Air travel rights for people with disabilities

Disability laws that apply to air travel

The Air Carrier Access Act (ACAA) prohibits discrimination against people with disabilities when dealing with commercial airlines. 

The ACAA covers:

  • the airline, 
  • the services it provides, and 
  • the airplane itself. 

The ACAA also applies to all flights to, from, or within the United States.

The Americans with Disabilities Act prohibits discrimination against people with disabilities at airports and in terminals.

Learn more about facility and building accessibility

About the Air Carrier Access Act

The ACAA’s requirements cover a wide range of air travel issues, including the following. 

  • With some exceptions, airlines may not:
    • Refuse to transport people because they have a disability.
    • Require advance notice that a person with a disability is traveling.
    • Limit the number of persons with disabilities on a flight.
    • Require a person with a disability to travel with another person.
    • Keep anyone out of or require anyone to sit in a specific seat because they have a disibility, unless there are safety requirements.
  • With some exceptions, airlines have to:
    • Make sure that airport facilities and services that they own, lease or control are accessible.
    • Assist with boarding, deplaning, and making connections, and also some in-cabin help.
    • Assist with the loading and stowing of assistive devices.
    • Return assistive devices to the passenger in the same condition the airline received them. Airlines must cover the cost of repairing or replacing damaged and lost assistive devices.
    • Provide seating accommodation help that meets passengers’ disability-related needs.
    • Make available “complaints resolution officials” to respond to complaints from passengers and must also respond to written complaints. 
  • There are requirements to improve the accessibility of new and existing aircrafts.
  • Training is required for airline and contractor staff who deal with the traveling public.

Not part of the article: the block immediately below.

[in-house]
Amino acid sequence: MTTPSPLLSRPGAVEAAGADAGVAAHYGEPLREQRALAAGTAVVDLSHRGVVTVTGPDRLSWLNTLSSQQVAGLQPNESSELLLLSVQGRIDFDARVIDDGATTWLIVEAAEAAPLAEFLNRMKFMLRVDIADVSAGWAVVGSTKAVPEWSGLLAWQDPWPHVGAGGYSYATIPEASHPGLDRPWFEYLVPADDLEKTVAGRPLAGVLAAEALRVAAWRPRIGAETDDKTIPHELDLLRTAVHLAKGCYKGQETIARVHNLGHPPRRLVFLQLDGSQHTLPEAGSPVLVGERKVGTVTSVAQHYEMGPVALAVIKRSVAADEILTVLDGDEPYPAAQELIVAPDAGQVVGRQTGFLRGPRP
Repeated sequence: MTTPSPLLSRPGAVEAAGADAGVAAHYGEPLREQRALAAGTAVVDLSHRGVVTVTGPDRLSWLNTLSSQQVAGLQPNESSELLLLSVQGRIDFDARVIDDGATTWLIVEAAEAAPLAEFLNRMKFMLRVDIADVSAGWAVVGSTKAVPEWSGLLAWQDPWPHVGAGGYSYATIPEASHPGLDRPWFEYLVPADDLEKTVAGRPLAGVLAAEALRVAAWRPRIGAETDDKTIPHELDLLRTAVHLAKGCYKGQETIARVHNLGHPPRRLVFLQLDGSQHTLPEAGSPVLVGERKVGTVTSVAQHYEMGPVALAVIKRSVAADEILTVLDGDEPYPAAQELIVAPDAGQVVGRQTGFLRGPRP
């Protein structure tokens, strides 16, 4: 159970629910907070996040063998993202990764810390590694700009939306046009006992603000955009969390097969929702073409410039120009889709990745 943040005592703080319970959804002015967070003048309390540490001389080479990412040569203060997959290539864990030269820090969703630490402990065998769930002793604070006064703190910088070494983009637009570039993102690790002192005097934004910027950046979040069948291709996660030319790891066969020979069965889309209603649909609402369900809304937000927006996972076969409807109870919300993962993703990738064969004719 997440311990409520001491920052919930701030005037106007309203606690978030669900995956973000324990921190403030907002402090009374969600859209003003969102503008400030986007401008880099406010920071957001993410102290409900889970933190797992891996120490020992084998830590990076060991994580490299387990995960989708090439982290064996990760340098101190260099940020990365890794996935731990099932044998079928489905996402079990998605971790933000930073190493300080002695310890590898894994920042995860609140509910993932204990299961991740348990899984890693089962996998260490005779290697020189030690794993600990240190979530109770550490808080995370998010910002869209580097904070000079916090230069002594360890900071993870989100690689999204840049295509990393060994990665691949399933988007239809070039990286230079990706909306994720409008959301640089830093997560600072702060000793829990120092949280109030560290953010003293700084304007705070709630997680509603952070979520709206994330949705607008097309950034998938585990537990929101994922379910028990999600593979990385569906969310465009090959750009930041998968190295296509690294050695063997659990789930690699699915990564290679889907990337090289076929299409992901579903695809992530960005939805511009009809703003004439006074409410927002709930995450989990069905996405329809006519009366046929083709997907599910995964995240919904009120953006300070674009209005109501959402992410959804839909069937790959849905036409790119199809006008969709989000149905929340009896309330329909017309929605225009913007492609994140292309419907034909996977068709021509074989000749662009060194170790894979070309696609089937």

Flying with a service animal

Under the ACAA, a service animal means a dog that is trained to do work or tasks that  benefit a person with a disability.  Animals other than dogs, emotional support animals, comfort animals, companionship animals, and service animals in training are not service animals.

A service animal is allowed to be with its handler inside the airplane cabin, but must behave. This includes no barking, growling, running around, and/or jumping onto other passengers, etc. 

Airlines may also require a person traveling with a service animal to complete Department of Transportation forms about the animal’s health, behavior, and training.

Learn more about service animals.

Learn more about the ACAA and its requirements 

Complaints about air travel accessibility 

Airports and terminals

Contact the airport owner/operator and/or the airport ADA/504 Coordinator first. If additional help is needed, contact the FAA Airport Disability Compliance Program. They investigate complaints from travelers with disabilities who did not have the same level of access that an airport provides to all travelers.

Security checkpoints 

Contact the Transportation Security Administration.

Airline operators 

Contact the Aviation Consumer Protection.

Ask us

If you have questions about the air travel rights of people with disabilities, we can help.

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